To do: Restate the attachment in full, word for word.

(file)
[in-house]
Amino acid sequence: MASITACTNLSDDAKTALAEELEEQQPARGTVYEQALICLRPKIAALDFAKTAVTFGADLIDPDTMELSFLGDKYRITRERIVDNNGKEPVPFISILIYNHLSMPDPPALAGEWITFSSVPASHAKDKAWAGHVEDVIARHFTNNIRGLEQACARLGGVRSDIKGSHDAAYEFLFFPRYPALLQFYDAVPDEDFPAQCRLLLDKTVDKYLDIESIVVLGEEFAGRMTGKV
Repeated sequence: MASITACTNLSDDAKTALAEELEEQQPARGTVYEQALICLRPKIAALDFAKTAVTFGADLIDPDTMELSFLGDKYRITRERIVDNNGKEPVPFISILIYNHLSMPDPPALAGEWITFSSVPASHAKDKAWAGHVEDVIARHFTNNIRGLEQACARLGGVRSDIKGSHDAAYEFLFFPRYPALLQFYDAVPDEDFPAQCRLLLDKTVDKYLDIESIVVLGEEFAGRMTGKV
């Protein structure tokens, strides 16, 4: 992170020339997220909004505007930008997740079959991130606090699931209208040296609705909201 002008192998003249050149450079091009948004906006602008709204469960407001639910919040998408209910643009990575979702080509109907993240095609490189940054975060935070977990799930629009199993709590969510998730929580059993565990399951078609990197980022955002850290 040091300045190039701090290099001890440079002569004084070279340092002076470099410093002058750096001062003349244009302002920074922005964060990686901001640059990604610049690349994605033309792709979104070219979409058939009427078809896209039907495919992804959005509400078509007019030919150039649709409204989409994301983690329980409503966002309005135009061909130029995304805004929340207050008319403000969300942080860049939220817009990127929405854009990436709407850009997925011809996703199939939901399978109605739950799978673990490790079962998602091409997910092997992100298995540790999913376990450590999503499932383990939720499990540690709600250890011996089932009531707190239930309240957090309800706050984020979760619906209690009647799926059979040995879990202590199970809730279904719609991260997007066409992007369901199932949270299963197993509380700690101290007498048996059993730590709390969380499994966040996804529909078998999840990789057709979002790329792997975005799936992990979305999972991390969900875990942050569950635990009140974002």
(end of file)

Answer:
[in-house]
Amino acid sequence: MASITACTNLSDDAKTALAEELEEQQPARGTVYEQALICLRPKIAALDFAKTAVTFGADLIDPDTMELSFLGDKYRITRERIVDNNGKEPVPFISILIYNHLSMPDPPALAGEWITFSSVPASHAKDKAWAGHVEDVIARHFTNNIRGLEQACARLGGVRSDIKGSHDAAYEFLFFPRYPALLQFYDAVPDEDFPAQCRLLLDKTVDKYLDIESIVVLGEEFAGRMTGKV
Repeated sequence: MASITACTNLSDDAKTALAEELEEQQPARGTVYEQALICLRPKIAALDFAKTAVTFGADLIDPDTMELSFLGDKYRITRERIVDNNGKEPVPFISILIYNHLSMPDPPALAGEWITFSSVPASHAKDKAWAGHVEDVIARHFTNNIRGLEQACARLGGVRSDIKGSHDAAYEFLFFPRYPALLQFYDAVPDEDFPAQCRLLLDKTVDKYLDIESIVVLGEEFAGRMTGKV
């Protein structure tokens, strides 16, 4: 992170020339997220909004505007930008997740079959991130606090699931209208040296609705909201 002008192998003249050149450079091009948004906006602008709204469960407001639910919040998408209910643009990575979702080509109907993240095609490189940054975060935070977990799930629009199993709590969510998730929580059993565990399951078609990197980022955002850290 040091300045190039701090290099001890440079002569004084070279340092002076470099410093002058750096001062003349244009302002920074922005964060990686901001640059990604610049690349994605033309792709979104070219979409058939009427078809896209039907495919992804959005509400078509007019030919150039649709409204989409994301983690329980409503966002309005135009061909130029995304805004929340207050008319403000969300942080860049939220817009990127929405854009990436709407850009997925011809996703199939939901399978109605739950799978673990490790079962998602091409997910092997992100298995540790999913376990450590999503499932383990939720499990540690709600250890011996089932009531707190239930309240957090309800706050984020979760619906209690009647799926059979040995879990202590199970809730279904719609991260997007066409992007369901199932949270299963197993509380700690101290007498048996059993730590709390969380499994966040996804529909078998999840990789057709979002790329792997975005799936992990979305999972991390969900875990942050569950635990009140974002």